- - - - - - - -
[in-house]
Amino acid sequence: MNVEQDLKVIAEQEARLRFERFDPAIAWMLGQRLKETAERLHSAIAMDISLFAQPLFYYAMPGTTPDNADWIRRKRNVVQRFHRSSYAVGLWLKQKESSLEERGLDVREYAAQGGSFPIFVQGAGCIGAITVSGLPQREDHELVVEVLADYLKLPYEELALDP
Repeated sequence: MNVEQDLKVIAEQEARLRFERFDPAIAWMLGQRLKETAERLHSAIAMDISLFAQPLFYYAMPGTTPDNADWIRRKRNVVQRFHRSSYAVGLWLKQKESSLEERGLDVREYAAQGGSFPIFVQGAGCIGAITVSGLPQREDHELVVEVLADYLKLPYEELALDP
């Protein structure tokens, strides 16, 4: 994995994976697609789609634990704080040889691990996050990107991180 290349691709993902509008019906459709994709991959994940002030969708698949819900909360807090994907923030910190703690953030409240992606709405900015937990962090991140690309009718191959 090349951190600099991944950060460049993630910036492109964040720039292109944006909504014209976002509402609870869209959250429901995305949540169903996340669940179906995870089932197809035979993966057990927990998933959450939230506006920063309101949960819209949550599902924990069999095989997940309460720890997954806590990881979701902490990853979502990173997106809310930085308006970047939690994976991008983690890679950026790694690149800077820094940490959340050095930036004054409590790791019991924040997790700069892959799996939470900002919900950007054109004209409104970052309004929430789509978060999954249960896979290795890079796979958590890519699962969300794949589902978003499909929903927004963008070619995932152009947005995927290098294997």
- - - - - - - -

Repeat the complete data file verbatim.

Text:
[in-house]
Amino acid sequence: MNVEQDLKVIAEQEARLRFERFDPAIAWMLGQRLKETAERLHSAIAMDISLFAQPLFYYAMPGTTPDNADWIRRKRNVVQRFHRSSYAVGLWLKQKESSLEERGLDVREYAAQGGSFPIFVQGAGCIGAITVSGLPQREDHELVVEVLADYLKLPYEELALDP
Repeated sequence: MNVEQDLKVIAEQEARLRFERFDPAIAWMLGQRLKETAERLHSAIAMDISLFAQPLFYYAMPGTTPDNADWIRRKRNVVQRFHRSSYAVGLWLKQKESSLEERGLDVREYAAQGGSFPIFVQGAGCIGAITVSGLPQREDHELVVEVLADYLKLPYEELALDP
């Protein structure tokens, strides 16, 4: 994995994976697609789609634990704080040889691990996050990107991180 290349691709993902509008019906459709994709991959994940002030969708698949819900909360807090994907923030910190703690953030409240992606709405900015937990962090991140690309009718191959 090349951190600099991944950060460049993630910036492109964040720039292109944006909504014209976002509402609870869209959250429901995305949540169903996340669940179906995870089932197809035979993966057990927990998933959450939230506006920063309101949960819209949550599902924990069999095989997940309460720890997954806590990881979701902490990853979502990173997106809310930085308006970047939690994976991008983690890679950026790694690149800077820094940490959340050095930036004054409590790791019991924040997790700069892959799996939470900002919900950007054109004209409104970052309004929430789509978060999954249960896979290795890079796979958590890519699962969300794949589902978003499909929903927004963008070619995932152009947005995927290098294997």